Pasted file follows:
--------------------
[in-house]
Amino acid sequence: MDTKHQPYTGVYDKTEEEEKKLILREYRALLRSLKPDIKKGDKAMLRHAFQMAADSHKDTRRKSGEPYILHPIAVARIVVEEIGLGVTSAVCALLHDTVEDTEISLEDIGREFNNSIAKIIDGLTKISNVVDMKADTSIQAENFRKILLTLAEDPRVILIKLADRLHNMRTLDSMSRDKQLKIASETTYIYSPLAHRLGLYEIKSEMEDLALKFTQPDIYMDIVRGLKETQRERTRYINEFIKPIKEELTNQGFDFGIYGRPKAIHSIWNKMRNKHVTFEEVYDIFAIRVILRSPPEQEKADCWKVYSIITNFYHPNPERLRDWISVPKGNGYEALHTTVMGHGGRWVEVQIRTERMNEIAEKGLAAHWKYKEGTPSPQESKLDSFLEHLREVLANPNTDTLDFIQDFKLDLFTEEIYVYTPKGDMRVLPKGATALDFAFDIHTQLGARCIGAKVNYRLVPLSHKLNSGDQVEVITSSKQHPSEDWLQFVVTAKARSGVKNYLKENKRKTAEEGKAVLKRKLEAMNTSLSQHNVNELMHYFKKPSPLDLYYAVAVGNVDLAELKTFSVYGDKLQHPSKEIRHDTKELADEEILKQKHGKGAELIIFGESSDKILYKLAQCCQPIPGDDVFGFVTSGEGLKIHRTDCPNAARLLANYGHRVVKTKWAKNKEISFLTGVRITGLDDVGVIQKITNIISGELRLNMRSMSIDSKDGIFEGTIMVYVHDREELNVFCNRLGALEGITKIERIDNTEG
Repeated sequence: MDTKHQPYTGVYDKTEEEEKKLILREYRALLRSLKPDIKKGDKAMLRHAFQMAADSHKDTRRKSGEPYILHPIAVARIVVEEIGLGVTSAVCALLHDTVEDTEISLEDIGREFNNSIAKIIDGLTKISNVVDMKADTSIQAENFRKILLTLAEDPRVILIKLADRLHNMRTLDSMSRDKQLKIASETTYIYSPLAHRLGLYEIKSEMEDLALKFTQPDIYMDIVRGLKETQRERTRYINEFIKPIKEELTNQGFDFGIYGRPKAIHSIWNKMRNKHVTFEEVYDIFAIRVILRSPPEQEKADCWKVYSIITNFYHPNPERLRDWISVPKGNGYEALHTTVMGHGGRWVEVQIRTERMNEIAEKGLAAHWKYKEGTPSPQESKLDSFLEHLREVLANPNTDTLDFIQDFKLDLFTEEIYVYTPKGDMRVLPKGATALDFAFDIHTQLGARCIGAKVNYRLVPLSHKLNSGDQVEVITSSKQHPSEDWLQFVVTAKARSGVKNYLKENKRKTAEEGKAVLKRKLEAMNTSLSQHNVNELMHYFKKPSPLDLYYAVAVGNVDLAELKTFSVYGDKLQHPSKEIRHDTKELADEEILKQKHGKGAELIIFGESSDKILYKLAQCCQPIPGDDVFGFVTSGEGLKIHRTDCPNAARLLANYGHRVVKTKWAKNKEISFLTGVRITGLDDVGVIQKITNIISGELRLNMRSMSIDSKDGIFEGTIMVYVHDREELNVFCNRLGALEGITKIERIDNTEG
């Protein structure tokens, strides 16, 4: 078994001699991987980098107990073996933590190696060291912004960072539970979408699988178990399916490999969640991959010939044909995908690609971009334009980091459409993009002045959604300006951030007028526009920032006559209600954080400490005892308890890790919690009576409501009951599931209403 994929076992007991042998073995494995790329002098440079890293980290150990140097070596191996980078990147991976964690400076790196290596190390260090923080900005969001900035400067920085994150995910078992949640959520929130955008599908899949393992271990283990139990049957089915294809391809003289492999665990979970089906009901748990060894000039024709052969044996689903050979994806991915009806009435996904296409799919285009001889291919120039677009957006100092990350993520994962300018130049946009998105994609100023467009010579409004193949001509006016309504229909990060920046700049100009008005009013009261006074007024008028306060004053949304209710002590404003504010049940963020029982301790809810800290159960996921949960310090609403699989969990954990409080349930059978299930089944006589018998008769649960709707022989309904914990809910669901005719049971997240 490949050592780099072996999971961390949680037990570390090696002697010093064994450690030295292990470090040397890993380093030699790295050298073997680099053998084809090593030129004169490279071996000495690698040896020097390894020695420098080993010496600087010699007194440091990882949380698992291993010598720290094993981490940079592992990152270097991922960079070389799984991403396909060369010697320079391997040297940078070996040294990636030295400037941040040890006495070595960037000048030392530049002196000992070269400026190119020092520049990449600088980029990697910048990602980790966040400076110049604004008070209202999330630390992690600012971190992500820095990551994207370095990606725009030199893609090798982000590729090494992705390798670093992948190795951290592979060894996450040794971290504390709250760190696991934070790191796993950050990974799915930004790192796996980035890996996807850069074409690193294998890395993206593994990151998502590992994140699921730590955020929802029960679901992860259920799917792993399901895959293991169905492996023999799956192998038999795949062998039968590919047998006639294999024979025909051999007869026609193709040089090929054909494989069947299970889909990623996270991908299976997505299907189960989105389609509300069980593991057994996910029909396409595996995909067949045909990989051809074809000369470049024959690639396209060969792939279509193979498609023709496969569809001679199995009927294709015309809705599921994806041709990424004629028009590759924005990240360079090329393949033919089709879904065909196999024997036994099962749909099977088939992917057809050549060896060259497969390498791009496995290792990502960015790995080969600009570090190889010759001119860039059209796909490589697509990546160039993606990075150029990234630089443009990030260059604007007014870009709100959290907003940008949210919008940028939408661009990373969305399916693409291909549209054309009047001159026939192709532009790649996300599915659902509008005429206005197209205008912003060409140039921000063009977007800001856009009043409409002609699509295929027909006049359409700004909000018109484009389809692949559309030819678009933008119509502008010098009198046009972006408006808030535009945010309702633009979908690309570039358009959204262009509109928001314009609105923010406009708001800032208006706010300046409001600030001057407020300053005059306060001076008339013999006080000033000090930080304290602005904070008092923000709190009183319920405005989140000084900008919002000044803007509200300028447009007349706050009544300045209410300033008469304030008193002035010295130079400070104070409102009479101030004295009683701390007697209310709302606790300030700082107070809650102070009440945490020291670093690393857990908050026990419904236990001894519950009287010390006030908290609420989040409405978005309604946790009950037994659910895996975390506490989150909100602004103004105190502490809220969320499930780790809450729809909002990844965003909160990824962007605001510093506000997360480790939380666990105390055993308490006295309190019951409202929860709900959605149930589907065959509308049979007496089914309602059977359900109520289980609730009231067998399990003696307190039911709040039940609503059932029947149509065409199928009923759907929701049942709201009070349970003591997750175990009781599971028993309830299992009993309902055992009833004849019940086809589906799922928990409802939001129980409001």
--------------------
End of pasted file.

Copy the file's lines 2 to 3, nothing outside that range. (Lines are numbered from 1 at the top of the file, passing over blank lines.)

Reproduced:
Amino acid sequence: MDTKHQPYTGVYDKTEEEEKKLILREYRALLRSLKPDIKKGDKAMLRHAFQMAADSHKDTRRKSGEPYILHPIAVARIVVEEIGLGVTSAVCALLHDTVEDTEISLEDIGREFNNSIAKIIDGLTKISNVVDMKADTSIQAENFRKILLTLAEDPRVILIKLADRLHNMRTLDSMSRDKQLKIASETTYIYSPLAHRLGLYEIKSEMEDLALKFTQPDIYMDIVRGLKETQRERTRYINEFIKPIKEELTNQGFDFGIYGRPKAIHSIWNKMRNKHVTFEEVYDIFAIRVILRSPPEQEKADCWKVYSIITNFYHPNPERLRDWISVPKGNGYEALHTTVMGHGGRWVEVQIRTERMNEIAEKGLAAHWKYKEGTPSPQESKLDSFLEHLREVLANPNTDTLDFIQDFKLDLFTEEIYVYTPKGDMRVLPKGATALDFAFDIHTQLGARCIGAKVNYRLVPLSHKLNSGDQVEVITSSKQHPSEDWLQFVVTAKARSGVKNYLKENKRKTAEEGKAVLKRKLEAMNTSLSQHNVNELMHYFKKPSPLDLYYAVAVGNVDLAELKTFSVYGDKLQHPSKEIRHDTKELADEEILKQKHGKGAELIIFGESSDKILYKLAQCCQPIPGDDVFGFVTSGEGLKIHRTDCPNAARLLANYGHRVVKTKWAKNKEISFLTGVRITGLDDVGVIQKITNIISGELRLNMRSMSIDSKDGIFEGTIMVYVHDREELNVFCNRLGALEGITKIERIDNTEG
Repeated sequence: MDTKHQPYTGVYDKTEEEEKKLILREYRALLRSLKPDIKKGDKAMLRHAFQMAADSHKDTRRKSGEPYILHPIAVARIVVEEIGLGVTSAVCALLHDTVEDTEISLEDIGREFNNSIAKIIDGLTKISNVVDMKADTSIQAENFRKILLTLAEDPRVILIKLADRLHNMRTLDSMSRDKQLKIASETTYIYSPLAHRLGLYEIKSEMEDLALKFTQPDIYMDIVRGLKETQRERTRYINEFIKPIKEELTNQGFDFGIYGRPKAIHSIWNKMRNKHVTFEEVYDIFAIRVILRSPPEQEKADCWKVYSIITNFYHPNPERLRDWISVPKGNGYEALHTTVMGHGGRWVEVQIRTERMNEIAEKGLAAHWKYKEGTPSPQESKLDSFLEHLREVLANPNTDTLDFIQDFKLDLFTEEIYVYTPKGDMRVLPKGATALDFAFDIHTQLGARCIGAKVNYRLVPLSHKLNSGDQVEVITSSKQHPSEDWLQFVVTAKARSGVKNYLKENKRKTAEEGKAVLKRKLEAMNTSLSQHNVNELMHYFKKPSPLDLYYAVAVGNVDLAELKTFSVYGDKLQHPSKEIRHDTKELADEEILKQKHGKGAELIIFGESSDKILYKLAQCCQPIPGDDVFGFVTSGEGLKIHRTDCPNAARLLANYGHRVVKTKWAKNKEISFLTGVRITGLDDVGVIQKITNIISGELRLNMRSMSIDSKDGIFEGTIMVYVHDREELNVFCNRLGALEGITKIERIDNTEG